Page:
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A seasonal guide to managing #odour, from Silsoe Odours


A schedule for managing odour emissions is a simple but valuable tool. A comprehensive list of ‘to-do’ items for each season can help you minimise malodours in the best possible manner. Specifically, you will be able to:

  • avoid or resolve odour issues before they become significant problems
  • meet your planning and regulatory obligations
  • save both time and money
  • minimise odour complaints

Use this seasonal guide to help schedule your odour checks. Ideally, build it into your odour management plan and best practice policy. Revisit your list monthly and at the beginning of each season. Following these steps can help you effectively control your site’s odour emissions. Remember, though, that every site is different. So make sure your plan is suitable for your needs.

Once you develop your checklist, you may require support with seasonal odour monitoring, testing and sampling tasks. In this case, Silsoe Odours can work closely with your team to make sure you achieve your goals.


A wintry snow day at the Silsoe Odours laboratory

A wintry snow day at the Silsoe Odours laboratory

Cold weather makes conducting on-site odour sampling and surveys difficult (although not impossible). Not only is it cold and uncomfortable for the assessor, but inclement weather can also impact the quality of the results. What’s more, bacteria that cause odour grow and travel more slowly in cold weather. All in all, things are less smelly in the winter.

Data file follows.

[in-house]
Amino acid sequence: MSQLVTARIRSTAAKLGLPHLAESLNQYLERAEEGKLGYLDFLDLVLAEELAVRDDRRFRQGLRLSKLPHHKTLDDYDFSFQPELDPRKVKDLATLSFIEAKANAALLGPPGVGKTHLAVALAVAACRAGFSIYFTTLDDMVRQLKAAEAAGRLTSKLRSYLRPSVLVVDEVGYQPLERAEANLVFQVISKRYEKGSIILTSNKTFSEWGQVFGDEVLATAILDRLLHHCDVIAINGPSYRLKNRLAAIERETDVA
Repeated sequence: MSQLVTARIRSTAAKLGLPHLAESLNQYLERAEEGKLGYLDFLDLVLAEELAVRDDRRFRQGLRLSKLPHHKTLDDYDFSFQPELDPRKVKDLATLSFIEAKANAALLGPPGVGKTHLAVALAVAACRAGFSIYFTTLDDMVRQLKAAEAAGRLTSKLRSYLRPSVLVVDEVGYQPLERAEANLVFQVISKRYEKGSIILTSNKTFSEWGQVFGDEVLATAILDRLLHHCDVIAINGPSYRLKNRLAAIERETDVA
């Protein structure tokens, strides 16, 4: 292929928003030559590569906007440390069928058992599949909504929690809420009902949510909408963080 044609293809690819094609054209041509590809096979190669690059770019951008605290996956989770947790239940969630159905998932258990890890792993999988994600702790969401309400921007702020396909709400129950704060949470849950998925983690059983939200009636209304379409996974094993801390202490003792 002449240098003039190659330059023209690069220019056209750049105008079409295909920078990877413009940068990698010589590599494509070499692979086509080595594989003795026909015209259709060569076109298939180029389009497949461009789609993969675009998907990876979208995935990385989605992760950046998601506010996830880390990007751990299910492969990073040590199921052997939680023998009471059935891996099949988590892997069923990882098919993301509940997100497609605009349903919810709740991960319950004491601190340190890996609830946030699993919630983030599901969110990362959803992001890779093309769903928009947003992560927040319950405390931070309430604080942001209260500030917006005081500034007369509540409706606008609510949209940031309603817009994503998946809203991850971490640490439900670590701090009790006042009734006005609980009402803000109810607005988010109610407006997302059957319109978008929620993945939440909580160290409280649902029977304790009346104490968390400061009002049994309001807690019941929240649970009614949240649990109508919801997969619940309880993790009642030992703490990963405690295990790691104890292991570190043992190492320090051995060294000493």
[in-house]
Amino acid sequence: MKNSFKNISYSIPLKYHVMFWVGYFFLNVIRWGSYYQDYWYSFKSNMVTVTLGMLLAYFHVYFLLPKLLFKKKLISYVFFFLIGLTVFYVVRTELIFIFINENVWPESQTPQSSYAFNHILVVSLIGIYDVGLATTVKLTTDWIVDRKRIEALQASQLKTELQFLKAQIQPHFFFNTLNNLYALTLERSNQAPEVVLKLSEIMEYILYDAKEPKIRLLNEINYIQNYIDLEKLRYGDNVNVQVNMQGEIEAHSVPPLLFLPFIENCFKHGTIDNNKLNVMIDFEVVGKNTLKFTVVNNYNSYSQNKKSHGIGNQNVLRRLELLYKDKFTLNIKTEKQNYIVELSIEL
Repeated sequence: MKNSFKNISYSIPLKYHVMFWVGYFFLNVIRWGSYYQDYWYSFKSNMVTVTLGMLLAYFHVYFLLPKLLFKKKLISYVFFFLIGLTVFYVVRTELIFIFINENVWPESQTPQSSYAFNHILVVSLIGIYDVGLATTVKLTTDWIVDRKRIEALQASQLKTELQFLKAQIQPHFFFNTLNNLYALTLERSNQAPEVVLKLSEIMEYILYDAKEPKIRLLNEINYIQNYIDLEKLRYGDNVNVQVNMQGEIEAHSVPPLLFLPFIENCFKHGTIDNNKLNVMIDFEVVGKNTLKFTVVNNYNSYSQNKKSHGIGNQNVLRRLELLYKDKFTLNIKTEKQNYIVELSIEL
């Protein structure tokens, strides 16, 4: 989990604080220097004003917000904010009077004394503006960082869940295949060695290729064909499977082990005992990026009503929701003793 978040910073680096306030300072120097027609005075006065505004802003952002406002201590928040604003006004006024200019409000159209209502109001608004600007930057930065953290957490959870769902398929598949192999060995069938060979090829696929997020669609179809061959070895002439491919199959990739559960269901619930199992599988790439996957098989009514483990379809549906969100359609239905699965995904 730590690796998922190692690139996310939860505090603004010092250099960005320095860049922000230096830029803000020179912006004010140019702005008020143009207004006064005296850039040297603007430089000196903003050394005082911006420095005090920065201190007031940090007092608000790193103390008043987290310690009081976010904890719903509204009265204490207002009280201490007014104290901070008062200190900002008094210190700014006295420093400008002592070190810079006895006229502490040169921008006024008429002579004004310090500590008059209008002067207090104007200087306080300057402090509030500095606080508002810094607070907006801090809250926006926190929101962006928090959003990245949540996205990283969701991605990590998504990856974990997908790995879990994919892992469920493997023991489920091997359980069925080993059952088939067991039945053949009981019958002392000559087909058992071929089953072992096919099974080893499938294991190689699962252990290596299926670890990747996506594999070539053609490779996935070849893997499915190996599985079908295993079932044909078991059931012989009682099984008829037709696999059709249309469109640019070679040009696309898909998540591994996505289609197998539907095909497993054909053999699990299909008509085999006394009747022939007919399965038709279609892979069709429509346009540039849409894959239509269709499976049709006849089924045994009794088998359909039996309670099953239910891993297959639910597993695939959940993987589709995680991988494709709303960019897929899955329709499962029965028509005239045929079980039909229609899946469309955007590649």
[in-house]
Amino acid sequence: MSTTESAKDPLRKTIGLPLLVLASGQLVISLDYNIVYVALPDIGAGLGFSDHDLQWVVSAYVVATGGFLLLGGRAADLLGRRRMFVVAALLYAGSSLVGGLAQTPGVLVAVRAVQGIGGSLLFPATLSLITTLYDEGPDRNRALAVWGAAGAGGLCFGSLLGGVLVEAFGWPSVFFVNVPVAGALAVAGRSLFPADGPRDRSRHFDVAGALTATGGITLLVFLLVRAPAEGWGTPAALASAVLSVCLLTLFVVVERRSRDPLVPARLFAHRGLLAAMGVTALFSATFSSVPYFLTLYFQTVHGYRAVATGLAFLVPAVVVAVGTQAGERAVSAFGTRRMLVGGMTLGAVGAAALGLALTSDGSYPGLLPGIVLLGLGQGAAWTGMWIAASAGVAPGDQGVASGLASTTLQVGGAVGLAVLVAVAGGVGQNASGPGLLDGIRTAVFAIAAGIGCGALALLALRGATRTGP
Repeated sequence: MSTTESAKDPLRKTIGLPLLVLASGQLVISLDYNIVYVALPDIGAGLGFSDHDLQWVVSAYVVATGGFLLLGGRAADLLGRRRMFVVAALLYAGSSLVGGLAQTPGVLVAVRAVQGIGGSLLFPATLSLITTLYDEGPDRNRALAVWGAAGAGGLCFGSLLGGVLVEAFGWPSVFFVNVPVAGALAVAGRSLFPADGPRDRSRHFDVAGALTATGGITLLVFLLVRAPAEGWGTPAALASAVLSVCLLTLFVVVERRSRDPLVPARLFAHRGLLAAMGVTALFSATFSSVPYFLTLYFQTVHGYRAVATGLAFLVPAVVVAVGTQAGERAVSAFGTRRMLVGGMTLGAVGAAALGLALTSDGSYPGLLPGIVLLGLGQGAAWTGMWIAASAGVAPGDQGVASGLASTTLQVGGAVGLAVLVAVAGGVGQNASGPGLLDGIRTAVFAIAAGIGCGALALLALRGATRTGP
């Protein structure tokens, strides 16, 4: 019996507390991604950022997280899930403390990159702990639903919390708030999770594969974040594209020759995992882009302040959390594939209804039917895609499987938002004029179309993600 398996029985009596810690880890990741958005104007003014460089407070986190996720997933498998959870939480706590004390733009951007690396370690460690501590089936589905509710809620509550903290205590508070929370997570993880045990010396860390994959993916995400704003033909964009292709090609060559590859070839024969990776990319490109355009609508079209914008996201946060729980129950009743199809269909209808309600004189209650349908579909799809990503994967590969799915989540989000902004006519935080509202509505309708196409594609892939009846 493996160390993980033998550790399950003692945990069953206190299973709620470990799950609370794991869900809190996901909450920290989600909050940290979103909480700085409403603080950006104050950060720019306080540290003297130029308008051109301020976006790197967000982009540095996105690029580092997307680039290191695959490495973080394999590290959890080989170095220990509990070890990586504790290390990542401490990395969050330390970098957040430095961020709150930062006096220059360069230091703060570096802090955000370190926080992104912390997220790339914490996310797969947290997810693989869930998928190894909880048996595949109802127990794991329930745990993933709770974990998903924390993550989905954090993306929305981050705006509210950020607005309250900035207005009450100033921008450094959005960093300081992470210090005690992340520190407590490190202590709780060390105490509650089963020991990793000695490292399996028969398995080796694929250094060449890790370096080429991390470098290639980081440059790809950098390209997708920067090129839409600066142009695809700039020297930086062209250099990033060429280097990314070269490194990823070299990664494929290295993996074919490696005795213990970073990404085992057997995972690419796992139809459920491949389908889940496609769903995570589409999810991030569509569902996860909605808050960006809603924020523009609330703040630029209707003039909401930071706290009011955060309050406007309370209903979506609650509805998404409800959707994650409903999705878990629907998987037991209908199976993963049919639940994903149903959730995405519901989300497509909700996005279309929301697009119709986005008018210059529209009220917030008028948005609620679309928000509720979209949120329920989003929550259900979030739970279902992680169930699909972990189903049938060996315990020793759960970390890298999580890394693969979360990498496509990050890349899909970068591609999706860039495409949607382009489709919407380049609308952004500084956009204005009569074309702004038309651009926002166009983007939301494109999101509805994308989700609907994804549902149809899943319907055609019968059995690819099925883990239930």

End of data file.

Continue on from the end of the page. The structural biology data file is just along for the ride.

However, this does not mean you should abandon your odour management activity during these months. Take the chance to review your odour control equipment and systems and ensure good housekeeping is in place. Pay close attention to areas of your site where odours may occur. Check that your material containment systems are up to scratch, and plan to upgrade them if not. Look at how you can minimise and resolve spillages quickly and effectively. Make sure your materials do not build up when they are no longer needed, and have a system in place to dispose of them. You can also review your buildings and organise any upgrades needed to minimise fugitive emissions.

In addition, take extra care of your odour control systems. Firstly, test that they are working correctly by conducting odour sampling from your point sources. Secondly, check you have a suitable year-round maintenance plan in place. If you are considering upgrading odour abatement equipment, you may also benefit from odour dispersion modelling.


If you spent your winter thinking about managing odour effectively, then you are in great shape. You should know precisely what changes you need to make to ensure your site is in tip-top order ahead of summer’s “smelly season”. Use the spring months to install new odour abatement and containment equipment, and complete any remedial work that is necessary.

Managing odour is a crucial requirement for achieving planning permission for new and updated developments.

Managing odour is a crucial requirement for achieving planning permission for new and updated developments.

Now is also the time to schedule your summer odour work. Thinking ahead in this way can be particularly important for planners and developers. If you intend to seek planning permission, you will need to provide an odour assessment with your application. For sites near existing operators which produce malodours, you need to think carefully about the timing. Odour assessments should take place between May and September. Results from these months will give a genuine picture of the ‘worst-case’ impact of odour emissions at your site. Your planning permission may be rejected if your data is collected outside these core months. In turn, this could delay your application until the following summer.